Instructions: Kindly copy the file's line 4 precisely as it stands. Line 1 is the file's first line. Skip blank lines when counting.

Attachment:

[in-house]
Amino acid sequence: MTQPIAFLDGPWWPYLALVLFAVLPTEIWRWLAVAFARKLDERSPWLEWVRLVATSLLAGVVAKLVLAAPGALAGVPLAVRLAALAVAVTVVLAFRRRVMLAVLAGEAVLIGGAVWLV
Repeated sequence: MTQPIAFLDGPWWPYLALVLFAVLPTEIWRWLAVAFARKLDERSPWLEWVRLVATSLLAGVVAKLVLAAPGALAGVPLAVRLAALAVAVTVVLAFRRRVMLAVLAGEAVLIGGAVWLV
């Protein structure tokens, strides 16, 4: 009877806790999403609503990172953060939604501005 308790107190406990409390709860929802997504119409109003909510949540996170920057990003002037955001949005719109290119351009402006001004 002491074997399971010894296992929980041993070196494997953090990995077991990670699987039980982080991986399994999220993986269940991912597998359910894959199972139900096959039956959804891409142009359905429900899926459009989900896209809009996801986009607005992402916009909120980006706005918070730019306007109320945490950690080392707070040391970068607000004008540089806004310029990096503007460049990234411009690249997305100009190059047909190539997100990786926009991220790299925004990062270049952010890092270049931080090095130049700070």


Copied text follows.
């Protein structure tokens, strides 16, 4: 009877806790999403609503990172953060939604501005 308790107190406990409390709860929802997504119409109003909510949540996170920057990003002037955001949005719109290119351009402006001004 002491074997399971010894296992929980041993070196494997953090990995077991990670699987039980982080991986399994999220993986269940991912597998359910894959199972139900096959039956959804891409142009359905429900899926459009989900896209809009996801986009607005992402916009909120980006706005918070730019306007109320945490950690080392707070040391970068607000004008540089806004310029990096503007460049990234411009690249997305100009190059047909190539997100990786926009991220790299925004990062270049952010890092270049931080090095130049700070």